The software industry includes businesses involved in the development, maintenance and publication of computer software using any business model. The industry also includes software services, such as training, documentation, and consulting.
The software industry started in the early 1960s, almost immediately after computers ('mainframes') were first sold in a more or less standardized way. Universities and businesses began to use these computers and to seek out programs to do certain computing tasks. Many of these programs were written in-house by full-time staff programmers. Some were distributed freely between users of a particular machine for no charge. But others were done on a commercial basis, and the very first standalone software firms started in the United States in 1959-1960. Pretty soon, the computer-makers started bundling operating systems software and programming environments with their machines. IBM, which delivered most of the computers at the time, became a household name in corporate businesses worldwide.
When Digital Equipment Corporation brought a relatively low-priced micro-computer to market, it brought computing within reach of many more companies and universities worldwide, and it spawned great innovation in terms of new, powerful programming languages and methodologies. New software was built for micro-computers, and others, including IBM, followed DECs example quickly, resulting in the IBM AS400 amongst others.
The industry expanded greatly with the rise of the personal computer in the mid-1970s, which brought computing to the desktop of the office worker. In subsequent years, it also created a growing market for games, applications, and utilities. DOS, Microsoft's first product, was the dominant operating system at the time.
In the early years of the 21st century, another successful business model has arisen for hosted software, called software as a service, or SaaS; this was at least the third time this model had been attempted. SaaS reduces the concerns about software piracy, since it can only be accessed through the Web, and by definition no client software is loaded onto the end user's PC.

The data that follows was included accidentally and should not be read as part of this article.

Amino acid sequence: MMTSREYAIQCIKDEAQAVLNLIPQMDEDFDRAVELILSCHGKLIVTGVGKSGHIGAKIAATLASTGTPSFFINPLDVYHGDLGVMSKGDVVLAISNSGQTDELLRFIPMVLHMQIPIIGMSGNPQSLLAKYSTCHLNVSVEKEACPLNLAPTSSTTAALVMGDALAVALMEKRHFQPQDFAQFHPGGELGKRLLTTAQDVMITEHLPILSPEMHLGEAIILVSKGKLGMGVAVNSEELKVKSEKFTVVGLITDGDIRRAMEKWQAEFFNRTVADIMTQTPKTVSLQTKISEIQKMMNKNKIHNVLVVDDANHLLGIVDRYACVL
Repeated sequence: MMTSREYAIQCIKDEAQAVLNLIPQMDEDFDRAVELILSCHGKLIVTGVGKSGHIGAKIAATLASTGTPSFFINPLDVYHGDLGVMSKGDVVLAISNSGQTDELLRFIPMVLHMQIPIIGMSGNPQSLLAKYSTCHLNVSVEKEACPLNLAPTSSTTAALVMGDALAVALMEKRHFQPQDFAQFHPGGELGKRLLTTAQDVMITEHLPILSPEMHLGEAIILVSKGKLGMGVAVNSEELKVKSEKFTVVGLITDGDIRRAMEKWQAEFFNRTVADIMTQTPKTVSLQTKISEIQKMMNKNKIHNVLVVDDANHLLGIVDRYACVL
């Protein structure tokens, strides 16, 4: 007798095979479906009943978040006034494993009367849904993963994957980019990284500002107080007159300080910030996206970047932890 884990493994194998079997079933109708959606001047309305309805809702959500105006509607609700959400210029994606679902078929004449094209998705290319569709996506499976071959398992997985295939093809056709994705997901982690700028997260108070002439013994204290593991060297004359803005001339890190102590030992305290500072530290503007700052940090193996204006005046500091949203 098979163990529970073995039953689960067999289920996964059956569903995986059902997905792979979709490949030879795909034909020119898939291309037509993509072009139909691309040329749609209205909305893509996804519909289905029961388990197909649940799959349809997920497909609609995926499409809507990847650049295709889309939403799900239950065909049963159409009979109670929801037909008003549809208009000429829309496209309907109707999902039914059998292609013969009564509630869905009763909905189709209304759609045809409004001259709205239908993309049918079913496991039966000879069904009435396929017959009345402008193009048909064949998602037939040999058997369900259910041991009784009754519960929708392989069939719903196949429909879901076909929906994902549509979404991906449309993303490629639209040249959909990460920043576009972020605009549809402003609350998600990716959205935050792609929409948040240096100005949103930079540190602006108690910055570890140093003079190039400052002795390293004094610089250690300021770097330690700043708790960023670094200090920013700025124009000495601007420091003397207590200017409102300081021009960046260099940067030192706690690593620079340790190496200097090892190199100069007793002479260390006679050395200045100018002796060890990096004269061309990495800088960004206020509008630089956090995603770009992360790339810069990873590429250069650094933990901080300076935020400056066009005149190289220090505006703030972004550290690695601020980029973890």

There are several types of businesses in the software industry. Infrastructure software, including operating systems, middleware and databases, is made by companies such as Microsoft, IBM, Sybase, EMC, Oracle and VMWare. Enterprise software, the software that automates business processes in finance, production, logistics, sales and marketing, is made by Oracle, SAP AG , Sage and Infor. Security software is made by the likes of Symantec, Trend Micro and Kaspersky. Several industry-specific software makers are also among the largest software companies in the world: SunGard, making software for banks, BlackBoard making software for schools, and companies like Qualcomm or CyberVision making software for telecom companies. Other companies do contract programming to develop unique software for one particular client company, or focus on configuring and customizing suites from large vendors such as SAP or Oracle.
In terms of technology leadership, the software industry has long been led by IBM. However, Microsoft became the dominant PC operating system supplier. Microsoft has never returned the stick. Other companies that have substantial mindshare (not: marketshare) in the software industry are SUN Microsystems, the developer of the Java platform, Red Hat, for its open source momentum, and Google for its Google Docs. However in terms of revenues coming from software sales, the software industry is clearly dominated by Microsoft .
US companies dominate the software industry: 74 companies out of the 100 largest software companies are headquartered in the United States. The European Union follows with 13 companies. 8% of the largest software companies are from Japan.
Where their legal domicile is less important than where they sell. IBM is legally domiciled in the U.S. receiving most of its revenue outside the U.S. SAP, the fourth largest software supplier, by my research, is based in Germany but gets 75%-80% of its revenue outside of Germany, etc. etc.
According to market researcher DataMonitor, the size of the worldwide software industry in 2008 was US$ 303.8 billion, an increase of 6.5% compared to 2007. Americas account for 42.6% of the global software market's value. DataMonitor forecasts that in 2013, the global software market will have a value of US$ 457 billion, an increase of 50.5% since 2008.